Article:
Sorry for the gap but we’ve been busy dealing with the pre-storm events, the storm itself, and the post storm cleanup. The net of it all was that we sustained no damage and that goes for everyone we know all over the state. Everyone has the same story – lots of downed branches and debris but very little actual structural damage and a multi day power outage. In our case we were out 4 days but our discomfort was assuaged by our trusty generator. We can pretty much run the house with a little usage management and no air conditioning.
This time around we figured out that we could use the hot water heater periodically so we even had showers. So, all in all, it was like a comfortable camping trip.
The lake – highest I’ve ever seen it but a couple of feet below flood problems. My neighbors dock was actually overtopped. It naturally drains at about 1”/day. The water temp dropped from bathtub warm to cold springs as I found when I jumped in to cool off from my brush clearing project.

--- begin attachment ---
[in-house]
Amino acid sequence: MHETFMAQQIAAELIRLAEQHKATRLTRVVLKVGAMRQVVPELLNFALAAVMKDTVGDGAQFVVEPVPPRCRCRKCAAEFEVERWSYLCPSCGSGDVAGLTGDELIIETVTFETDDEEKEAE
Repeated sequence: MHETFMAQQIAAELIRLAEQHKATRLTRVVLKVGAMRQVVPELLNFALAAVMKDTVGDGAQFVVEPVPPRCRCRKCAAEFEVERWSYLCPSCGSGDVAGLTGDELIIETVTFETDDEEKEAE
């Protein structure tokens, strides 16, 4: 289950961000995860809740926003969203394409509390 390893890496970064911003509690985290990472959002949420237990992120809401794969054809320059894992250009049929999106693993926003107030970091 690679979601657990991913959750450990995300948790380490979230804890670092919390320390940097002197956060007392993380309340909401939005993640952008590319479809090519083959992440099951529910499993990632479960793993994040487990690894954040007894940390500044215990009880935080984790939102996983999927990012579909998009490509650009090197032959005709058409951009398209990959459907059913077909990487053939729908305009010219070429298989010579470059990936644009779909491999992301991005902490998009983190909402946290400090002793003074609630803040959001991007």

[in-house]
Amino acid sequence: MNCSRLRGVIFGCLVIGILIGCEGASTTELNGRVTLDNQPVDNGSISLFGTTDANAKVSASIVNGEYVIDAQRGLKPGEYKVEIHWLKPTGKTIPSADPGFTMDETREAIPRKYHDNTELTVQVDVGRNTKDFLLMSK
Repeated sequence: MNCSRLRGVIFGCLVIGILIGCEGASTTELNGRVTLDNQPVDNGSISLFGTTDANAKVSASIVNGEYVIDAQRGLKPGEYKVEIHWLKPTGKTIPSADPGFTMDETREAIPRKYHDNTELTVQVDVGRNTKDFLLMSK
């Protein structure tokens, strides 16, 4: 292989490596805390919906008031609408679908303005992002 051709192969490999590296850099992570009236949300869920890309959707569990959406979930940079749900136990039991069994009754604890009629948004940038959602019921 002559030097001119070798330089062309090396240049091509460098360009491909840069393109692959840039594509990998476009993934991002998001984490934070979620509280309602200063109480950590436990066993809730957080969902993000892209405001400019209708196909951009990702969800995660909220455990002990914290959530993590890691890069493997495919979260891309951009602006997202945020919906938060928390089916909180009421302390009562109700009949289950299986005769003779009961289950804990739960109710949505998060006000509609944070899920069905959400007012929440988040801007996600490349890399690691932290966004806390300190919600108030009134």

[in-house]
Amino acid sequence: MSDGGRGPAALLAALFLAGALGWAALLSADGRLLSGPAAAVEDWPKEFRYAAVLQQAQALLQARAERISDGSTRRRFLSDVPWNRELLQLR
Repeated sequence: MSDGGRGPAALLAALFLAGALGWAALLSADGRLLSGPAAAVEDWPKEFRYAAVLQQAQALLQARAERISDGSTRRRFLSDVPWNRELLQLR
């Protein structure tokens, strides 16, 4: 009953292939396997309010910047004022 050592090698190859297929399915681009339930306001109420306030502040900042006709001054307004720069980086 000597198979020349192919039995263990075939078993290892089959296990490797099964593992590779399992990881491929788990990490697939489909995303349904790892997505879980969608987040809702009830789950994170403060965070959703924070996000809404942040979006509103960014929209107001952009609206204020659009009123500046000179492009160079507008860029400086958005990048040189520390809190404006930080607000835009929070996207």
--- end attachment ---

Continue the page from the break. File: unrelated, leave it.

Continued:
The beach – took Nancy to her bridge game at Palm Coast yesterday and
proceeded on to check out the beach. Hurricane Mathew last year really clobbered the beach with a large loss of dune sand. I was concerned that this storm would further that loss and perhaps cause some homes to lose their total buffer so I was pleasantly surprised to find the erosion was maybe a couple of feet. After Mathew I had worked with friends building a wooden seawall, covering it with sand and planting shore grass so I was anxious to see how well that fared. It did the job but suffered some structural problems and needs to be recovered with sand. They were hard at it so in a day or so, it will be back to normal. The beach itself looked really good and I saw no damage at all to houses along the beach road. All of our watering holes were open for business. One interesting thing – after large storms the beach and surf are normally heavy with seaweed which can take months to degrade or wash away. None at all with Irma.